Can tracking of contrast echocardiographic targets be used to measure intracardiac flow velocities?

Lilliam M. Valdes-Cruz, David Sahn, Suzana Horowitz, Daniel C. Fisher, Stanley J. Goldberg, Hugh D. Allen

Research output: Contribution to journalArticle

5 Citations (Scopus)

Abstract

Recent studies suggest that the slopes of linearly moving echocardiographic contrast targets (microbubbles) can be used to predict flow velocities in the right heart. The purpose of this study was to assess the accuracy of velocities measured with contrast echocardiography by comparing them with those recorded with a previously calibrated quantitative range-gated 2-dimensional echocardiographic Doppler flow meter. Venous saline echocardiographic contrast injections and Doppler studies were performed in 10 patients, aged 6 months to 16 years, who had been operated on for lesions in the left side of the heart. Blood velocities were measured on a Doppler flow meter along the direction of flow in the main pulmonary artery just distal to the pulmonary valve in a short-axis plane. Immediately after the Doppler study, an M-mode echocardiogram of the pulmonary valve was derived from the same plane as that used for the preceding Doppler sample volume, passing through the pulmonary valve; 2 to 10 ml of normal saline solution was forcefully hand-injected through a previously positioned peripheral venous line and recorded on strip chart and videotape at a paper speed of 100 mm/s. Pulmonary flow velocities by contrast echocardiography were measured as the slopes of the moving contrast echocardiographic targets seen just beyond the pulmonary valve leaflets. Measurable microbubbles had to follow the constraints described in a previous study by Shiina et al.3 Doppler velocities were read directly from the machine calibration marks (centimeters per second) recorded with the fast Fourier output. Instantaneous and peak velocities were determined at time-matched systolic points in cardiac cycles of identical R-R intervals. Significant but low level correlations were found between contrast echocardiography and Doppler instantaneous (r = +0.45) or peak (r = +0.11) systolic velocities. Our results suggest that while contrast echocardiographic microbubbles can be measured to yield a velocity, they do not behave like moving red blood cells that reflect ultrasound to produce a Doppler shift. Therefore, contrast echocardiography cannot be used reliably to measure flow velocities in the right heart.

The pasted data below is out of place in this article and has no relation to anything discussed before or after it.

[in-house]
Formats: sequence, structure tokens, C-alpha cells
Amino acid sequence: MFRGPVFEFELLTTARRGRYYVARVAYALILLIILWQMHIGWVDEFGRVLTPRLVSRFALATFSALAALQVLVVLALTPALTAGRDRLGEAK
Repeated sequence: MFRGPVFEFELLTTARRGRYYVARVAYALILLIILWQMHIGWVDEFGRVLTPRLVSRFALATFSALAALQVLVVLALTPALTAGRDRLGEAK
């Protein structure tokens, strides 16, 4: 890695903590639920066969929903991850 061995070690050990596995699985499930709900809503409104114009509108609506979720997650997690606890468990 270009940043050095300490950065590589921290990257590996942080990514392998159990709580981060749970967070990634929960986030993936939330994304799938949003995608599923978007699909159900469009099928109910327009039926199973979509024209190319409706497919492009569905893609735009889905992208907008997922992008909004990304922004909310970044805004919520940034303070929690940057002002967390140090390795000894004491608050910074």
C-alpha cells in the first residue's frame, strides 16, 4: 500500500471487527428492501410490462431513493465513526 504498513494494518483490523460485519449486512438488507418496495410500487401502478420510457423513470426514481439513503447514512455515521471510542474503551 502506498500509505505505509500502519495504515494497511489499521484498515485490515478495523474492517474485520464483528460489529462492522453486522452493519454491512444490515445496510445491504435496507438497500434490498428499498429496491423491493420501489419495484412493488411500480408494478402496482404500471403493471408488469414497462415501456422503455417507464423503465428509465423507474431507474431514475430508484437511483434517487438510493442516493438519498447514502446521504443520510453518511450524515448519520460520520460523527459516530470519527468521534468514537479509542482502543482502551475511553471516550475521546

Original languageEnglish (US)
Pages (from-to)215-218
Number of pages4
JournalThe American Journal of Cardiology
Volume51
Issue number1
DOIs
StatePublished - Jan 1 1983
Externally publishedYes

Fingerprint

Pulmonary Valve
Microbubbles
Echocardiography
Doppler Effect
Videotape Recording
Sodium Chloride
Pulmonary Artery
Calibration
Hand
Erythrocytes
Lung
Injections

ASJC Scopus subject areas

  • Cardiology and Cardiovascular Medicine

Cite this

Can tracking of contrast echocardiographic targets be used to measure intracardiac flow velocities? / Valdes-Cruz, Lilliam M.; Sahn, David; Horowitz, Suzana; Fisher, Daniel C.; Goldberg, Stanley J.; Allen, Hugh D.

In: The American Journal of Cardiology, Vol. 51, No. 1, 01.01.1983, p. 215-218.

Research output: Contribution to journalArticle

Valdes-Cruz, Lilliam M. ; Sahn, David ; Horowitz, Suzana ; Fisher, Daniel C. ; Goldberg, Stanley J. ; Allen, Hugh D. / Can tracking of contrast echocardiographic targets be used to measure intracardiac flow velocities?. In: The American Journal of Cardiology. 1983 ; Vol. 51, No. 1. pp. 215-218.
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abstract = "Recent studies suggest that the slopes of linearly moving echocardiographic contrast targets (microbubbles) can be used to predict flow velocities in the right heart. The purpose of this study was to assess the accuracy of velocities measured with contrast echocardiography by comparing them with those recorded with a previously calibrated quantitative range-gated 2-dimensional echocardiographic Doppler flow meter. Venous saline echocardiographic contrast injections and Doppler studies were performed in 10 patients, aged 6 months to 16 years, who had been operated on for lesions in the left side of the heart. Blood velocities were measured on a Doppler flow meter along the direction of flow in the main pulmonary artery just distal to the pulmonary valve in a short-axis plane. Immediately after the Doppler study, an M-mode echocardiogram of the pulmonary valve was derived from the same plane as that used for the preceding Doppler sample volume, passing through the pulmonary valve; 2 to 10 ml of normal saline solution was forcefully hand-injected through a previously positioned peripheral venous line and recorded on strip chart and videotape at a paper speed of 100 mm/s. Pulmonary flow velocities by contrast echocardiography were measured as the slopes of the moving contrast echocardiographic targets seen just beyond the pulmonary valve leaflets. Measurable microbubbles had to follow the constraints described in a previous study by Shiina et al.3 Doppler velocities were read directly from the machine calibration marks (centimeters per second) recorded with the fast Fourier output. Instantaneous and peak velocities were determined at time-matched systolic points in cardiac cycles of identical R-R intervals. Significant but low level correlations were found between contrast echocardiography and Doppler instantaneous (r = +0.45) or peak (r = +0.11) systolic velocities. Our results suggest that while contrast echocardiographic microbubbles can be measured to yield a velocity, they do not behave like moving red blood cells that reflect ultrasound to produce a Doppler shift. Therefore, contrast echocardiography cannot be used reliably to measure flow velocities in the right heart.",
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